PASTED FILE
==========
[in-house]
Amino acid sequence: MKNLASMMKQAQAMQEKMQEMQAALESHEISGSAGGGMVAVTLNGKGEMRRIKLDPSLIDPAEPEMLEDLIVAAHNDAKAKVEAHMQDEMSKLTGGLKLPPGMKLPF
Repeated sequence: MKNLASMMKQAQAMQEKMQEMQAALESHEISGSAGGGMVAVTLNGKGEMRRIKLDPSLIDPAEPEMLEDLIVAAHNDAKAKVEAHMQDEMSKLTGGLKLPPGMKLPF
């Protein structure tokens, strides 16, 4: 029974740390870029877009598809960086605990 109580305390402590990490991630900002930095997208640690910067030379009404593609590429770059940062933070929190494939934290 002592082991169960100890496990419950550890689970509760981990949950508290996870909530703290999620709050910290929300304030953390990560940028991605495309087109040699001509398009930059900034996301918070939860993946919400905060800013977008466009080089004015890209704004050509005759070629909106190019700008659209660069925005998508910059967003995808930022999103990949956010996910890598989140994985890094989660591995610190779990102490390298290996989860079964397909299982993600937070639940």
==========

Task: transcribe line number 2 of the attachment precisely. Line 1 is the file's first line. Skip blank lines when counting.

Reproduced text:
Amino acid sequence: MKNLASMMKQAQAMQEKMQEMQAALESHEISGSAGGGMVAVTLNGKGEMRRIKLDPSLIDPAEPEMLEDLIVAAHNDAKAKVEAHMQDEMSKLTGGLKLPPGMKLPF